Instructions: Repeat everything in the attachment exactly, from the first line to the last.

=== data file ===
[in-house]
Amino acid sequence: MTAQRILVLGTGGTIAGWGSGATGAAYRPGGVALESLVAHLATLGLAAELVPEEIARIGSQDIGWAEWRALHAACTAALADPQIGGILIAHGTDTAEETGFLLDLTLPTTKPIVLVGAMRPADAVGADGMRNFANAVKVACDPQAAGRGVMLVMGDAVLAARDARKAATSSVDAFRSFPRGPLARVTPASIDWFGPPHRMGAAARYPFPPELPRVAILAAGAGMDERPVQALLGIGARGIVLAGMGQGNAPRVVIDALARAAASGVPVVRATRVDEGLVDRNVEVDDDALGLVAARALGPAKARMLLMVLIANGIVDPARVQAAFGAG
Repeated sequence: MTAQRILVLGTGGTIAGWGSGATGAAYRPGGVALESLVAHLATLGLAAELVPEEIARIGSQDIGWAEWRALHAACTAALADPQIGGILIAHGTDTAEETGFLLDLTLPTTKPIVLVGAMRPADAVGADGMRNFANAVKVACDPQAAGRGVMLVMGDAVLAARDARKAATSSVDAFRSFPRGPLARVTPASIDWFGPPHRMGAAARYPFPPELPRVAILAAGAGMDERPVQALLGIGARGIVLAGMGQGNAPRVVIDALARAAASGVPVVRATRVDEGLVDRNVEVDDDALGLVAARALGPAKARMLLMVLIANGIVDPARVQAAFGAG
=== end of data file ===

[in-house]
Amino acid sequence: MTAQRILVLGTGGTIAGWGSGATGAAYRPGGVALESLVAHLATLGLAAELVPEEIARIGSQDIGWAEWRALHAACTAALADPQIGGILIAHGTDTAEETGFLLDLTLPTTKPIVLVGAMRPADAVGADGMRNFANAVKVACDPQAAGRGVMLVMGDAVLAARDARKAATSSVDAFRSFPRGPLARVTPASIDWFGPPHRMGAAARYPFPPELPRVAILAAGAGMDERPVQALLGIGARGIVLAGMGQGNAPRVVIDALARAAASGVPVVRATRVDEGLVDRNVEVDDDALGLVAARALGPAKARMLLMVLIANGIVDPARVQAAFGAG
Repeated sequence: MTAQRILVLGTGGTIAGWGSGATGAAYRPGGVALESLVAHLATLGLAAELVPEEIARIGSQDIGWAEWRALHAACTAALADPQIGGILIAHGTDTAEETGFLLDLTLPTTKPIVLVGAMRPADAVGADGMRNFANAVKVACDPQAAGRGVMLVMGDAVLAARDARKAATSSVDAFRSFPRGPLARVTPASIDWFGPPHRMGAAARYPFPPELPRVAILAAGAGMDERPVQALLGIGARGIVLAGMGQGNAPRVVIDALARAAASGVPVVRATRVDEGLVDRNVEVDDDALGLVAARALGPAKARMLLMVLIANGIVDPARVQAAFGAG